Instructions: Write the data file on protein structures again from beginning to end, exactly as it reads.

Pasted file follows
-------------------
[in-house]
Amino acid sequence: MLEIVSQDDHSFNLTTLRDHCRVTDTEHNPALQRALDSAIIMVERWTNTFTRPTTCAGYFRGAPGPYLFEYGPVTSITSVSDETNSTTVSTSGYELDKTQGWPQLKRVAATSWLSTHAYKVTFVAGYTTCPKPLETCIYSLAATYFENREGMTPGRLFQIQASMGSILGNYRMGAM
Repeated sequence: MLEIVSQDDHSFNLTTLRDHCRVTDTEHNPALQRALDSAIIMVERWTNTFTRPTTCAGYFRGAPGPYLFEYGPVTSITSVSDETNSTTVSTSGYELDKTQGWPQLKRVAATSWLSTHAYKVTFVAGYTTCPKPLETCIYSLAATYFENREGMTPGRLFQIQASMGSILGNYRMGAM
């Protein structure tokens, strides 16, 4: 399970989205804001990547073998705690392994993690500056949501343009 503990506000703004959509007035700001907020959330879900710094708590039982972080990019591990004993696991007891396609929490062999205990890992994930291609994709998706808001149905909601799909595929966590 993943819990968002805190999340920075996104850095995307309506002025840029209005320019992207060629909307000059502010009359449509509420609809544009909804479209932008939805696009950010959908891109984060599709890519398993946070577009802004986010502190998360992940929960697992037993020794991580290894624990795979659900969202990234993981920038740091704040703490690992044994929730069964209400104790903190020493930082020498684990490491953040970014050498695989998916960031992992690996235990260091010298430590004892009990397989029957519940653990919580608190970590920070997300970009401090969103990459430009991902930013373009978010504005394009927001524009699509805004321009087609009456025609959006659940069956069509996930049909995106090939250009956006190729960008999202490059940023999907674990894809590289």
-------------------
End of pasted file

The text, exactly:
[in-house]
Amino acid sequence: MLEIVSQDDHSFNLTTLRDHCRVTDTEHNPALQRALDSAIIMVERWTNTFTRPTTCAGYFRGAPGPYLFEYGPVTSITSVSDETNSTTVSTSGYELDKTQGWPQLKRVAATSWLSTHAYKVTFVAGYTTCPKPLETCIYSLAATYFENREGMTPGRLFQIQASMGSILGNYRMGAM
Repeated sequence: MLEIVSQDDHSFNLTTLRDHCRVTDTEHNPALQRALDSAIIMVERWTNTFTRPTTCAGYFRGAPGPYLFEYGPVTSITSVSDETNSTTVSTSGYELDKTQGWPQLKRVAATSWLSTHAYKVTFVAGYTTCPKPLETCIYSLAATYFENREGMTPGRLFQIQASMGSILGNYRMGAM
């Protein structure tokens, strides 16, 4: 399970989205804001990547073998705690392994993690500056949501343009 503990506000703004959509007035700001907020959330879900710094708590039982972080990019591990004993696991007891396609929490062999205990890992994930291609994709998706808001149905909601799909595929966590 993943819990968002805190999340920075996104850095995307309506002025840029209005320019992207060629909307000059502010009359449509509420609809544009909804479209932008939805696009950010959908891109984060599709890519398993946070577009802004986010502190998360992940929960697992037993020794991580290894624990795979659900969202990234993981920038740091704040703490690992044994929730069964209400104790903190020493930082020498684990490491953040970014050498695989998916960031992992690996235990260091010298430590004892009990397989029957519940653990919580608190970590920070997300970009401090969103990459430009991902930013373009978010504005394009927001524009699509805004321009087609009456025609959006659940069956069509996930049909995106090939250009956006190729960008999202490059940023999907674990894809590289």